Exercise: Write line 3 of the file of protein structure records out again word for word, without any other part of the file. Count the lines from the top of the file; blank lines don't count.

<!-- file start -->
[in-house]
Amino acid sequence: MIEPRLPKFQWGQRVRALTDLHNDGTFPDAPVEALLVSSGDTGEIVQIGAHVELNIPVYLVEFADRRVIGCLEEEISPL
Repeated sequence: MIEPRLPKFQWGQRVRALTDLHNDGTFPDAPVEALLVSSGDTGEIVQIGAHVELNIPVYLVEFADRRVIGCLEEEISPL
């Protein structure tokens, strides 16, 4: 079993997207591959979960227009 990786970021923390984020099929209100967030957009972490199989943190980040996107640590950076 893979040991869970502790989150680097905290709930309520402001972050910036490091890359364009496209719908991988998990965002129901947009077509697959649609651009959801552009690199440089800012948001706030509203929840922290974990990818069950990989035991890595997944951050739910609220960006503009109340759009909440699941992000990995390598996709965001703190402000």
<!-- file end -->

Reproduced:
Repeated sequence: MIEPRLPKFQWGQRVRALTDLHNDGTFPDAPVEALLVSSGDTGEIVQIGAHVELNIPVYLVEFADRRVIGCLEEEISPL